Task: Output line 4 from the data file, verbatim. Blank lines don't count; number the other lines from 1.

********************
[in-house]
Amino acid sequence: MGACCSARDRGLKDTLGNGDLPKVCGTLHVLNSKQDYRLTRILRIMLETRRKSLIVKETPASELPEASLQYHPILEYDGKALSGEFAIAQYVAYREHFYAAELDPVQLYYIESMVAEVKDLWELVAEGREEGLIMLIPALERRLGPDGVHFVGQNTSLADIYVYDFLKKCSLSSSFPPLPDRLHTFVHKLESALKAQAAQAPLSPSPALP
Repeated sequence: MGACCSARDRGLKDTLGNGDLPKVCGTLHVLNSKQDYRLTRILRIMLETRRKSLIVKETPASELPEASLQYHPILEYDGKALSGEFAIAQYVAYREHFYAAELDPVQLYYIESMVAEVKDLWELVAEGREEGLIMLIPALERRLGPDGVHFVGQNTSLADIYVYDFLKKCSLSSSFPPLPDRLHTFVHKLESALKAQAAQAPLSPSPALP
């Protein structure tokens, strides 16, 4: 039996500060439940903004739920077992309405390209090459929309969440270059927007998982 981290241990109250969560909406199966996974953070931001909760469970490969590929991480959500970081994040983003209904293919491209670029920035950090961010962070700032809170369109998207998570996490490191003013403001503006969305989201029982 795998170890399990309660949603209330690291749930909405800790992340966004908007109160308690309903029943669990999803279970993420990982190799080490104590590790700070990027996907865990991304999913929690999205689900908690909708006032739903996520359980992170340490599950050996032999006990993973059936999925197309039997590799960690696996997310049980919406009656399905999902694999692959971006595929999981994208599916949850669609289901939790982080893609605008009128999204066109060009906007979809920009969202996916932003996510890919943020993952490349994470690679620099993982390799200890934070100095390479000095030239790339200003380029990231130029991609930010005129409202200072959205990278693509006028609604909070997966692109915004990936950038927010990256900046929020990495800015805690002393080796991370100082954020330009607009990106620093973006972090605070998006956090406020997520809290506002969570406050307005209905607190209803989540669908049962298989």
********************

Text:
């Protein structure tokens, strides 16, 4: 039996500060439940903004739920077992309405390209090459929309969440270059927007998982 981290241990109250969560909406199966996974953070931001909760469970490969590929991480959500970081994040983003209904293919491209670029920035950090961010962070700032809170369109998207998570996490490191003013403001503006969305989201029982 795998170890399990309660949603209330690291749930909405800790992340966004908007109160308690309903029943669990999803279970993420990982190799080490104590590790700070990027996907865990991304999913929690999205689900908690909708006032739903996520359980992170340490599950050996032999006990993973059936999925197309039997590799960690696996997310049980919406009656399905999902694999692959971006595929999981994208599916949850669609289901939790982080893609605008009128999204066109060009906007979809920009969202996916932003996510890919943020993952490349994470690679620099993982390799200890934070100095390479000095030239790339200003380029990231130029991609930010005129409202200072959205990278693509006028609604909070997966692109915004990936950038927010990256900046929020990495800015805690002393080796991370100082954020330009607009990106620093973006972090605070998006956090406020997520809290506002969570406050307005209905607190209803989540669908049962298989």